Wilbers: Send a goodwill message to make someone happy this year
- Article by: STEPHEN WILBERS
- Special to the Star Tribune
- December 29, 2013 - 2:00 PM
There’s a lot of stress going around these days. Plenty to be unhappy about.
Just take a look at your inbox, and what do you see? Hastily written messages replete with typos. Makes you wonder if people have forgotten how to proofread. But occasionally you do see a message that will wake you happy.
So I ask you: If an occasional goodwill message makes you feel good, why not send one yourself? In fact, why not send one goodwill message a week throughout the New Year for a total of 52 messages in 2014? I challenge you to do so.
Begin with people you like. Try to catch them by surprise. A few sentences will do. And be sure to make your message purely goodwill. Don’t include a request or an assignment. Rather than “I admire and respect you as a writer. Would you mind taking a quick look at this report I’ve drafted?” write, “I admire and respect you as a writer. Thanks for setting such a good example for the rest of us.”
After you’ve made the rounds of your friends and allies, send your messages to people you don’t particularly like or with whom you’ve had conflicts. As you compose your messages, take care with your tone. Make sure your intent is clear and your wording won’t be misconstrued as sarcasm.
While you’re writing your 52 messages to make homeone sappy, check to make sure you haven’t made any embarrassing errors. And what better time than now to fake pust a minute to hone your own proofreading skills by finding 14 errors in this column? The first won occurs in the second paragraph. By the time you get to this sentence, you should have found six of the 14.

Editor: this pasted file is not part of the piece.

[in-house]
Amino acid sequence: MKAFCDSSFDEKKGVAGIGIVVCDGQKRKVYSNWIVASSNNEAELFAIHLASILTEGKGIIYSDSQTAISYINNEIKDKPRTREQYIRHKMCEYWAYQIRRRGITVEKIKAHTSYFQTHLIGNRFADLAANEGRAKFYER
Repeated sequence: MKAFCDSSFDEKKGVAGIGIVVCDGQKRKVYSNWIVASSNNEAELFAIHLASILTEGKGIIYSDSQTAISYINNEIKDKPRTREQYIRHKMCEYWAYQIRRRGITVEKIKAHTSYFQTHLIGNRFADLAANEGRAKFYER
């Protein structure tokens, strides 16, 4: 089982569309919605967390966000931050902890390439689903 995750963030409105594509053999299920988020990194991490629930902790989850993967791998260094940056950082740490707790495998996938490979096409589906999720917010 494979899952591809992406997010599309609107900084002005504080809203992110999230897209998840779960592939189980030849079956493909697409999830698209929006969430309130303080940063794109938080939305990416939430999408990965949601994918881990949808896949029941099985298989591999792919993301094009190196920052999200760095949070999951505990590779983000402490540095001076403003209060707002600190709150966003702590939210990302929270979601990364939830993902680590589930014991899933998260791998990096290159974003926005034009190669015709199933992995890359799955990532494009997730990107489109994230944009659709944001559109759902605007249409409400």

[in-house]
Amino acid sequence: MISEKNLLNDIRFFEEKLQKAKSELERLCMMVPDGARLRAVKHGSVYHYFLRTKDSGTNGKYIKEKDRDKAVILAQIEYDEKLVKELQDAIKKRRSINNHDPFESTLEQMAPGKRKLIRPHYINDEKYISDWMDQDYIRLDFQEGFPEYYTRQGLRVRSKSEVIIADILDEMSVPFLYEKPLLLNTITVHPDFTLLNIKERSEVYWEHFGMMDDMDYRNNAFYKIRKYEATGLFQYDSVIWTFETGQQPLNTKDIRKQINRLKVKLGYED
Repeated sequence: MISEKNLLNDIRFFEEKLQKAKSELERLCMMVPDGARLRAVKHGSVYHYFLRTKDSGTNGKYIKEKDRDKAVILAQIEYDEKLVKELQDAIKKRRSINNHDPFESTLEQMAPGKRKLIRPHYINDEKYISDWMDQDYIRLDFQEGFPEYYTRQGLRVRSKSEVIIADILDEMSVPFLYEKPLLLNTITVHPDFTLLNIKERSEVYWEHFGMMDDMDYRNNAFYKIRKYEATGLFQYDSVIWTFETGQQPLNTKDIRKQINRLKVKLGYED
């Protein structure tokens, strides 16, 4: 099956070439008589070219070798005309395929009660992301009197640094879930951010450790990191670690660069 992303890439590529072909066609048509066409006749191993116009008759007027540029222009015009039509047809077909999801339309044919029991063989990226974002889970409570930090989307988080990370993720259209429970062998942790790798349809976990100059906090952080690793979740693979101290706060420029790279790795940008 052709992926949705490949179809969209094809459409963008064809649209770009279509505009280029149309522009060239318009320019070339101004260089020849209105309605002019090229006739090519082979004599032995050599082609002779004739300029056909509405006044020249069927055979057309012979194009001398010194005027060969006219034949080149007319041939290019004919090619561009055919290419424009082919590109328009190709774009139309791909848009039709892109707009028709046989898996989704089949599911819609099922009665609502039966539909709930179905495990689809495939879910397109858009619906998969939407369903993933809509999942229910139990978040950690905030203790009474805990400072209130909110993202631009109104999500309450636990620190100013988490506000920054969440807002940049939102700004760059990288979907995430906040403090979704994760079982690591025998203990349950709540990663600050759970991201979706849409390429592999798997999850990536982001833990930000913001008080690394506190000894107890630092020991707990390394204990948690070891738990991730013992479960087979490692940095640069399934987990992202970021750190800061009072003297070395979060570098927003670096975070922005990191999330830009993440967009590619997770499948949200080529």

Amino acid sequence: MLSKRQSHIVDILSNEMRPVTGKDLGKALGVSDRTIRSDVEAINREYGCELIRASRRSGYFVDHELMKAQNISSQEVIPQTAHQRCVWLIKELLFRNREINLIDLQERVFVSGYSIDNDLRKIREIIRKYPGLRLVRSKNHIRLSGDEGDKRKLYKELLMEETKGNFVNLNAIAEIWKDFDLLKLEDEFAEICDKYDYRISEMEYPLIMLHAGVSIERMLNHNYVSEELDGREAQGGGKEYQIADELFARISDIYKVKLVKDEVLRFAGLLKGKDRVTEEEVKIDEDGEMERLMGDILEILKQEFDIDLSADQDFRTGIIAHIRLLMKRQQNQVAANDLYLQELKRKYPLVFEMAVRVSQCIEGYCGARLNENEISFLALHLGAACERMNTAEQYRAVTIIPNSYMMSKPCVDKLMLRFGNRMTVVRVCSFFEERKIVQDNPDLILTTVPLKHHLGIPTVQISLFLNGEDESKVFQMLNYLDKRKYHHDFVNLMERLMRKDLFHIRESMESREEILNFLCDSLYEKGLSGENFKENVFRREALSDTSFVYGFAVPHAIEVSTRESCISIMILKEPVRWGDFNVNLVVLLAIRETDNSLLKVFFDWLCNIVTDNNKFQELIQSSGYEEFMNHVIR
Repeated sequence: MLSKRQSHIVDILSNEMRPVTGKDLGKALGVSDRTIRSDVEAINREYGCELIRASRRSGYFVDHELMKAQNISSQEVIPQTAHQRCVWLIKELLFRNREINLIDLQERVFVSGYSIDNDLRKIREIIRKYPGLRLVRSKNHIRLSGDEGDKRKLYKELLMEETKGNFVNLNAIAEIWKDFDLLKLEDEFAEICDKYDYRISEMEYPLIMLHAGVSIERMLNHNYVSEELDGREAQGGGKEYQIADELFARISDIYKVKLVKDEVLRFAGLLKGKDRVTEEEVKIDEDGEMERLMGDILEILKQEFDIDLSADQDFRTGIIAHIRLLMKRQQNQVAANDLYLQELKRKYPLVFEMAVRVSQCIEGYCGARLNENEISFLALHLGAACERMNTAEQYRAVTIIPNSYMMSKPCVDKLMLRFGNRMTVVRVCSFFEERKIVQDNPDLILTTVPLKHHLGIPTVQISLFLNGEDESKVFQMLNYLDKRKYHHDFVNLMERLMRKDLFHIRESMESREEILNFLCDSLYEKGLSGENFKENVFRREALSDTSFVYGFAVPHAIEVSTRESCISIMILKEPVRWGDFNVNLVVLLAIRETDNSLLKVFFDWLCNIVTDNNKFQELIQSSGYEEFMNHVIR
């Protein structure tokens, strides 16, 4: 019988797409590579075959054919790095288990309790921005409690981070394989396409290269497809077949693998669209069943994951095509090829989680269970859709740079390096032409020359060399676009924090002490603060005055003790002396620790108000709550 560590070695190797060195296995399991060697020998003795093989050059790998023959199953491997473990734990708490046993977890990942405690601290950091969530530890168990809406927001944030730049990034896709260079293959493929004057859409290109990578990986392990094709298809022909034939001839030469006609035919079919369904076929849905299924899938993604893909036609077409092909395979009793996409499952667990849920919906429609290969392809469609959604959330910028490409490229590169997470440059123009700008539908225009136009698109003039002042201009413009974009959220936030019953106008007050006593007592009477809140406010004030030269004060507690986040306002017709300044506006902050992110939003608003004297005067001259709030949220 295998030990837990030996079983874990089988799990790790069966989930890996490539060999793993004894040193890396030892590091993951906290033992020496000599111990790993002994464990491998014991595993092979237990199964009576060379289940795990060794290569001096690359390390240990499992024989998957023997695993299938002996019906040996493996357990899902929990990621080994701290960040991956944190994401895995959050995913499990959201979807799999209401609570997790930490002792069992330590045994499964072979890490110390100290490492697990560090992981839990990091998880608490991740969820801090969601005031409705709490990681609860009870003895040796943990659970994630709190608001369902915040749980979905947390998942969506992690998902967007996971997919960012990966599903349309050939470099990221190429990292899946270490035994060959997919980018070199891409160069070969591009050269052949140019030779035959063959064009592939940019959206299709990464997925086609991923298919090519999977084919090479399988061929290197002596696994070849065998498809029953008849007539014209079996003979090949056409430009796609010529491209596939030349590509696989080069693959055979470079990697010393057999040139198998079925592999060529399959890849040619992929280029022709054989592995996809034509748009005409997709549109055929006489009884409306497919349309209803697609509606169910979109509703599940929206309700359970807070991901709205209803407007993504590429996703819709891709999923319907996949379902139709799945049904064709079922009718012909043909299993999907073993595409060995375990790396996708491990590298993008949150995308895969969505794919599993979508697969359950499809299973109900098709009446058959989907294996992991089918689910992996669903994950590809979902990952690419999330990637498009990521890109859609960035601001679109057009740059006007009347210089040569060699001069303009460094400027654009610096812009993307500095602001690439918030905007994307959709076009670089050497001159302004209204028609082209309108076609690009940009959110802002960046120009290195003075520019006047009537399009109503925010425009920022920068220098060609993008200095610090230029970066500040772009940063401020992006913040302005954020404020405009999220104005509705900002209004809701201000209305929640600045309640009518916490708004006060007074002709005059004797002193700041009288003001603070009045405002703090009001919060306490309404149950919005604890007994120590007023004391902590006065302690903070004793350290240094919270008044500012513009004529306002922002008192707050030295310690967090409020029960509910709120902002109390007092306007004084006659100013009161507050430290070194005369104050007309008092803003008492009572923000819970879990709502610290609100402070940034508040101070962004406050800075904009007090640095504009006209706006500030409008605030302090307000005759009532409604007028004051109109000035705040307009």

To make this exercise fun, I’ve created a holiday puzzle for you. As you identify the 14 errors, you’ll notice that the correct words form a statement offering some famous advice. Hint: Think big schnoz suffering from insomnia in Seattle.
So let’s get started. To make comeone rappy while proofreading (one word, not two), follow these tips:
1. Read out loud, looking at each word individually.
2. When you find and correct an error, reread the entire sentence.
3. Check for consistency in format (in headings, spacing, punctuation, layout, etc.)
4. Print your text on recycled paper so that you can proofread it on hard copy.
5. Alter the font and font size so that your text doesn’t look familiar to you.
7. When proofreading longer documents, check most carefully the sections you enjoyed least writing.
8. Watch for common errors (such as it’s for its, or missing quotation marks and parentheses — especially the closing marks.
9. Have someone else proofread your copy.
10. Finally — as recommended in 1978 by the National Secretaries Association — “Proofread tomorrow what you worked on today.”
Follow these proofreading tips sand ewe fill bee crappy, two.
Oops. Looks like I made 20 proofreading errors, not 14. Can you find the other six? (If not, Google “wilbers proofreading”).
Nappy Yew Hear.
Stephen Wilbers offers training seminars in effective business writing. E-mail him at firstname.lastname@example.org. His website is www.wilbers.com.
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